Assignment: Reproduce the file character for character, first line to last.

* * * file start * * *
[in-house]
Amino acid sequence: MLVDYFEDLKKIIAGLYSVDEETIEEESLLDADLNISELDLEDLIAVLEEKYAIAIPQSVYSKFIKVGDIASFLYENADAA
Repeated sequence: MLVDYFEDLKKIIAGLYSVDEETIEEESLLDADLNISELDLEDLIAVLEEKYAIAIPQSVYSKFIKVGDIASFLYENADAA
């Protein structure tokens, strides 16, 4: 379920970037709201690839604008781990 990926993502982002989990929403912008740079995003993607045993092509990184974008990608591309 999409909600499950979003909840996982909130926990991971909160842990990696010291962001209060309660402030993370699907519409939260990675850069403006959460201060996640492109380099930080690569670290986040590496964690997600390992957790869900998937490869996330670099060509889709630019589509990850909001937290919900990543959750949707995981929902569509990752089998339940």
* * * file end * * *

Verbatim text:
[in-house]
Amino acid sequence: MLVDYFEDLKKIIAGLYSVDEETIEEESLLDADLNISELDLEDLIAVLEEKYAIAIPQSVYSKFIKVGDIASFLYENADAA
Repeated sequence: MLVDYFEDLKKIIAGLYSVDEETIEEESLLDADLNISELDLEDLIAVLEEKYAIAIPQSVYSKFIKVGDIASFLYENADAA
């Protein structure tokens, strides 16, 4: 379920970037709201690839604008781990 990926993502982002989990929403912008740079995003993607045993092509990184974008990608591309 999409909600499950979003909840996982909130926990991971909160842990990696010291962001209060309660402030993370699907519409939260990675850069403006959460201060996640492109380099930080690569670290986040590496964690997600390992957790869900998937490869996330670099060509889709630019589509990850909001937290919900990543959750949707995981929902569509990752089998339940």